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Title: Discourse and themesong rhetoric : reproduction and transformation of the discourse of Thatcherism across socio-political domains.
Author: Phillips, Louise Jane.
ISNI:       0000 0001 3488 8894
Awarding Body: London School of Economics and Political Science (University of London)
Current Institution: London School of Economics and Political Science (University of London)
Date of Award: 1993
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Abstract:
The focus of the thesis is the operation of the discourse of Thatcherism across different sociopolitical domains: official Conservative Party texts and official Labour Party texts (speeches by Cabinet and Shadow Cabinet members to the Annual Party Conferences in 1990 and 1991), news media (coverage of the 1990 and 1991 Party Conferences), the arguments of members of the public (1990) and of grassroots Labour Party members (1991) and grassroots Conservative Party members (1991 and 1992). A theoretical model of discourse and rhetoric was constructed, drawing principally on different theories of discourse, on research on rhetoric, and on the social constructionist perspective in social psychology. The research aimed to draw a link between macro processes of social and cultural change and micro processes of everyday language use. An attempt was made to explore processes, involving the use of a particular type of rhetoric (labelled the themesong), by which discourses are produced and transformed, and corresponding meanings are negotiated. The roots of themesong rhetoric in the genre of the everyday world facilitate take-up by the mass media and the public, and thus the penetration of the discourse of Thatcherism into the language of individual language users. In order to identify the extent to which elements of the discourse of Thatchensm and the Welfare discourse were used in texts as source discourses, and the ways in which they were transformed to produce new discourses, the following research was conducted: discourse analysis of the speeches of Cabinet and Shadow Cabinet members at the Annual Labour and Conservative Party Conferences (1990 and 1991); discourse analysis of print and broadcast media coverage of the Conferences (1990 and 1991); discourse analysis of 22 interviews with members of the public before and after the Conferences (1990); discourse analysis of twelve depth interviews with grassroots members of the Conservative and Labour parties at the Conferences (1991), and six depth interviews with grassroots members of the Conservative Party (February 1992). It was found that in all of the domains studied, the discourse of Thatcherism was reproduced and transformed through the selective use of themesong rhetoric.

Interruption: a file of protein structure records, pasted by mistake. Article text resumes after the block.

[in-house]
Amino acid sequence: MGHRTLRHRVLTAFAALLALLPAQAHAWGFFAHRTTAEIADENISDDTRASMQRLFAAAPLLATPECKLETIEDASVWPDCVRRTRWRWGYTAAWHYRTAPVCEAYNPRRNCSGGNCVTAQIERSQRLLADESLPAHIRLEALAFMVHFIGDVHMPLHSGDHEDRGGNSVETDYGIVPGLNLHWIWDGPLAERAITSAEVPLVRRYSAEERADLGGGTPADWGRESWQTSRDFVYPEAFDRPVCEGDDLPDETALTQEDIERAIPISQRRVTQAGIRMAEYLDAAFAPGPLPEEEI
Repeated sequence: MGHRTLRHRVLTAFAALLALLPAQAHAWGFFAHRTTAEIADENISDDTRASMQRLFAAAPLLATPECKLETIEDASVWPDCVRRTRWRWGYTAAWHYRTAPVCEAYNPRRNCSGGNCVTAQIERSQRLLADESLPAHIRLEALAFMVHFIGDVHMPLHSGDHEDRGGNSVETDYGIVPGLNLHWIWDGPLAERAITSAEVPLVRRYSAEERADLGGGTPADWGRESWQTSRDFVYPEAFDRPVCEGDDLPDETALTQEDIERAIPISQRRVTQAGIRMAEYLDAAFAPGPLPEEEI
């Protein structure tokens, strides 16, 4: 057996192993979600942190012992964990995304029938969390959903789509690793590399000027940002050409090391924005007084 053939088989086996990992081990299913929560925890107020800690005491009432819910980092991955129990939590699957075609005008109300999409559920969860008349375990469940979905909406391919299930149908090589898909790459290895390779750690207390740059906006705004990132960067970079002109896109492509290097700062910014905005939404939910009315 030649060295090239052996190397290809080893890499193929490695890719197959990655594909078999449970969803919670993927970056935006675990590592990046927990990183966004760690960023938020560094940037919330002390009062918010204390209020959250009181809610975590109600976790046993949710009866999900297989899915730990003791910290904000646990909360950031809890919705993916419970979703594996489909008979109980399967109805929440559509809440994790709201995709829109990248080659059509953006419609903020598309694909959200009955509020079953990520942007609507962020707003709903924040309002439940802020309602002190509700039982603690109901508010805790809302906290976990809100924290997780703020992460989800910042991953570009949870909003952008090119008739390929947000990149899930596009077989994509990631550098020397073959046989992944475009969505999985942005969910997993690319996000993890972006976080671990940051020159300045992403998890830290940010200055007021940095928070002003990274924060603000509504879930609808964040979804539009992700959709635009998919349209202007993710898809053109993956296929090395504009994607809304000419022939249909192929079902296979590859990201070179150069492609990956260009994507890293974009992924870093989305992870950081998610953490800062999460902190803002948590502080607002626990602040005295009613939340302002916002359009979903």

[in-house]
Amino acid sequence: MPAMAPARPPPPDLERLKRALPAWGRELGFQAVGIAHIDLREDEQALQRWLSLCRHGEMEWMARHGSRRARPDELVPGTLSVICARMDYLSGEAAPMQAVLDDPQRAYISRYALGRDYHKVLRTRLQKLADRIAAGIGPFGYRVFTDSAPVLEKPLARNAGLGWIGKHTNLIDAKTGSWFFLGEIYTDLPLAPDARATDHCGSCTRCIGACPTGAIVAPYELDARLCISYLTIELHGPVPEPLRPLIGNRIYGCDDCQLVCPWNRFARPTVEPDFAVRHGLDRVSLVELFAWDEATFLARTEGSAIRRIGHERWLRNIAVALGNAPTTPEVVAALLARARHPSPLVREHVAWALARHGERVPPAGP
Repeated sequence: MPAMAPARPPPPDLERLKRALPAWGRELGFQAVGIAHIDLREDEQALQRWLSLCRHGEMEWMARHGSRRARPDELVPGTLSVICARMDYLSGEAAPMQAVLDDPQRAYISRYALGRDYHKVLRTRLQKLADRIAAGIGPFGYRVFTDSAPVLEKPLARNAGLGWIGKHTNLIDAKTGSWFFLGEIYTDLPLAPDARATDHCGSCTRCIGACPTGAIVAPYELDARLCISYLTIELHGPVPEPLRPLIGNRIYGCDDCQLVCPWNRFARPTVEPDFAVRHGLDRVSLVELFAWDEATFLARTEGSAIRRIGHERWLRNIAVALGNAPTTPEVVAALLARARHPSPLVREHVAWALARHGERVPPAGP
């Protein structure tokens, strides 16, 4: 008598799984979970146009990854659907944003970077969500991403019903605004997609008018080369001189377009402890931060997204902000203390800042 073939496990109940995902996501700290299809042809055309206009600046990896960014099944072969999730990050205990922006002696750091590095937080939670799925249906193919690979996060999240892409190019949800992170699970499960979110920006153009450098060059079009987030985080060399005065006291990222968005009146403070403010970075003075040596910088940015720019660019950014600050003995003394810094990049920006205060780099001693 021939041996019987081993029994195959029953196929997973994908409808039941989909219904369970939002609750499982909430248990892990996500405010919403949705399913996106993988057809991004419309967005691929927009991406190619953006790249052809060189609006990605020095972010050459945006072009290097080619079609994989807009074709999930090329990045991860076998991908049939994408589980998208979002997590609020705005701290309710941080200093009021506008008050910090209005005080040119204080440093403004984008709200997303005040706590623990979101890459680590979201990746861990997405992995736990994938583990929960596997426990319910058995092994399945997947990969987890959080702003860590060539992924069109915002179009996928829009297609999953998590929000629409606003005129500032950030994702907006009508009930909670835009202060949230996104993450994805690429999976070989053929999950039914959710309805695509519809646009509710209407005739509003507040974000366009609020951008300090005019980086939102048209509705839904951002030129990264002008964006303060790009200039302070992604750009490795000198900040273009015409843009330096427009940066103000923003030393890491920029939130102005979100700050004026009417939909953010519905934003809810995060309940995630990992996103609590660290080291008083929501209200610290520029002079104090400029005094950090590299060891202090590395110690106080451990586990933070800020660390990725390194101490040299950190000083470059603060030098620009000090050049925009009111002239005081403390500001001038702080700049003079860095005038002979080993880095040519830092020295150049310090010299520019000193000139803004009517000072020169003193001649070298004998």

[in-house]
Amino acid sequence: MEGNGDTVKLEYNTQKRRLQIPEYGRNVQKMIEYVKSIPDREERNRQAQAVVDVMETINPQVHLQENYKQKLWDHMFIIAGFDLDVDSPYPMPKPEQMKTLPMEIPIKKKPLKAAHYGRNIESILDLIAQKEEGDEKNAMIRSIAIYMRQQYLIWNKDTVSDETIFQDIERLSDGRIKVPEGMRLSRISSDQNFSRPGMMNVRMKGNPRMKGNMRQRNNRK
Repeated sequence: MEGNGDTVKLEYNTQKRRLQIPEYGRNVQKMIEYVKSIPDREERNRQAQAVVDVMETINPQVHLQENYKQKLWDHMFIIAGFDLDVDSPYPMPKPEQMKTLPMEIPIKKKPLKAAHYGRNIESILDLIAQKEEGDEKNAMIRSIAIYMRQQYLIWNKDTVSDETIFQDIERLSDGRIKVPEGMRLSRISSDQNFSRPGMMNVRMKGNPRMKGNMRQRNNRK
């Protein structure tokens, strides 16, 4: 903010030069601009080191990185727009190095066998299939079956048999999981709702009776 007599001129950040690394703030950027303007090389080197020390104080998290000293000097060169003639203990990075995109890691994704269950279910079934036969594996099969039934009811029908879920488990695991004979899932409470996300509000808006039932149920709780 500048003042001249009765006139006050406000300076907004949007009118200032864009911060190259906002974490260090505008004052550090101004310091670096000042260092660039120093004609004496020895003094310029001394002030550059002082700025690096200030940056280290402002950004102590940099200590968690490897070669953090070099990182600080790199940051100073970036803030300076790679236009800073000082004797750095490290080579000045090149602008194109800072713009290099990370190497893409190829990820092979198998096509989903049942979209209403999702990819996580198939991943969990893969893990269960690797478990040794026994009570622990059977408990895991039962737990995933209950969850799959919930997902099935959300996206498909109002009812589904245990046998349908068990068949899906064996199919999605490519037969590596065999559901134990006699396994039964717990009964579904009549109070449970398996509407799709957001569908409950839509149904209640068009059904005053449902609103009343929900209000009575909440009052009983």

Supervisor: Not available Sponsor: Not available
Qualification Name: Thesis (Ph.D.) Qualification Level: Doctoral
EThOS ID: uk.bl.ethos.262572  DOI: Not available
Keywords: Language Literature Mass media Performing arts Political science Public administration Sociology Human services
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